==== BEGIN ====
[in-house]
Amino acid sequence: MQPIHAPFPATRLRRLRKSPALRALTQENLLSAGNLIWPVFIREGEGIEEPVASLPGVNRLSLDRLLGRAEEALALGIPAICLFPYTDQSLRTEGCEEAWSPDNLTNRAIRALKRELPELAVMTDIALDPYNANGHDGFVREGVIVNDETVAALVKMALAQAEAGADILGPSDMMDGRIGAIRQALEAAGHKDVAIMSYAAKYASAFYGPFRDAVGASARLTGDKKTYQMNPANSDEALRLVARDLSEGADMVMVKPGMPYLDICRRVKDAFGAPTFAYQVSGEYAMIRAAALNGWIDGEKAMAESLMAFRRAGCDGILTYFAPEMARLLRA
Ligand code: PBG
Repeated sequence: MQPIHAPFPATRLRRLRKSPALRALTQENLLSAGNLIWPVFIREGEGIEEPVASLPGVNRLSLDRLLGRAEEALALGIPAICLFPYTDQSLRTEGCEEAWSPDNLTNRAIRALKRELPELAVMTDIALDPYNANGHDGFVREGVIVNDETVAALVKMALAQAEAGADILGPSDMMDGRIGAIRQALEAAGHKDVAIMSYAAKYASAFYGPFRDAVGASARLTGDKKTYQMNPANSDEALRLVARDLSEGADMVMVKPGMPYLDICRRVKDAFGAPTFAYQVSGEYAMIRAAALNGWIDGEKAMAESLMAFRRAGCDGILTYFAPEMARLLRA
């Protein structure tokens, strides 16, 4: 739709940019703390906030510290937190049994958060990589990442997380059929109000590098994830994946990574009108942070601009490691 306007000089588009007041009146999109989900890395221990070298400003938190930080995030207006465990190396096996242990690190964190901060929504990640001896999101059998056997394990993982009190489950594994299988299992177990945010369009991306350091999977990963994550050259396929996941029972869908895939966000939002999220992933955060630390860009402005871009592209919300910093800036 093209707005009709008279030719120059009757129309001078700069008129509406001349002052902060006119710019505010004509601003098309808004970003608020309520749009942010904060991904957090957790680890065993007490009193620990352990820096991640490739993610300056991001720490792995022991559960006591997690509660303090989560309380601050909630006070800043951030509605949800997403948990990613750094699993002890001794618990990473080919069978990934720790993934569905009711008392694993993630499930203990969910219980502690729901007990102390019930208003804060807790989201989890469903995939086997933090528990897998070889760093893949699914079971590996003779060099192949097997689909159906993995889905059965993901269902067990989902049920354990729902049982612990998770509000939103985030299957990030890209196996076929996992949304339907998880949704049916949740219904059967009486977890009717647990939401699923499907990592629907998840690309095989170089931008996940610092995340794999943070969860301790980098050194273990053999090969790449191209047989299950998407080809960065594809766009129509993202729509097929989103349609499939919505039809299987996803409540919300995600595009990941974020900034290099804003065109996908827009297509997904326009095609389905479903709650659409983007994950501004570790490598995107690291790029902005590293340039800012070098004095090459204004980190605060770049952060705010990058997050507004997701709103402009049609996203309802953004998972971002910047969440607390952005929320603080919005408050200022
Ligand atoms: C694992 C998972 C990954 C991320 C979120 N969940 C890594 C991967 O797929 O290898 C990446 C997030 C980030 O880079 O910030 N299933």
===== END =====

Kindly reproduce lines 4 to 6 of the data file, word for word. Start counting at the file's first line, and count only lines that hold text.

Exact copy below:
Repeated sequence: MQPIHAPFPATRLRRLRKSPALRALTQENLLSAGNLIWPVFIREGEGIEEPVASLPGVNRLSLDRLLGRAEEALALGIPAICLFPYTDQSLRTEGCEEAWSPDNLTNRAIRALKRELPELAVMTDIALDPYNANGHDGFVREGVIVNDETVAALVKMALAQAEAGADILGPSDMMDGRIGAIRQALEAAGHKDVAIMSYAAKYASAFYGPFRDAVGASARLTGDKKTYQMNPANSDEALRLVARDLSEGADMVMVKPGMPYLDICRRVKDAFGAPTFAYQVSGEYAMIRAAALNGWIDGEKAMAESLMAFRRAGCDGILTYFAPEMARLLRA
């Protein structure tokens, strides 16, 4: 739709940019703390906030510290937190049994958060990589990442997380059929109000590098994830994946990574009108942070601009490691 306007000089588009007041009146999109989900890395221990070298400003938190930080995030207006465990190396096996242990690190964190901060929504990640001896999101059998056997394990993982009190489950594994299988299992177990945010369009991306350091999977990963994550050259396929996941029972869908895939966000939002999220992933955060630390860009402005871009592209919300910093800036 093209707005009709008279030719120059009757129309001078700069008129509406001349002052902060006119710019505010004509601003098309808004970003608020309520749009942010904060991904957090957790680890065993007490009193620990352990820096991640490739993610300056991001720490792995022991559960006591997690509660303090989560309380601050909630006070800043951030509605949800997403948990990613750094699993002890001794618990990473080919069978990934720790993934569905009711008392694993993630499930203990969910219980502690729901007990102390019930208003804060807790989201989890469903995939086997933090528990897998070889760093893949699914079971590996003779060099192949097997689909159906993995889905059965993901269902067990989902049920354990729902049982612990998770509000939103985030299957990030890209196996076929996992949304339907998880949704049916949740219904059967009486977890009717647990939401699923499907990592629907998840690309095989170089931008996940610092995340794999943070969860301790980098050194273990053999090969790449191209047989299950998407080809960065594809766009129509993202729509097929989103349609499939919505039809299987996803409540919300995600595009990941974020900034290099804003065109996908827009297509997904326009095609389905479903709650659409983007994950501004570790490598995107690291790029902005590293340039800012070098004095090459204004980190605060770049952060705010990058997050507004997701709103402009049609996203309802953004998972971002910047969440607390952005929320603080919005408050200022
Ligand atoms: C694992 C998972 C990954 C991320 C979120 N969940 C890594 C991967 O797929 O290898 C990446 C997030 C980030 O880079 O910030 N299933």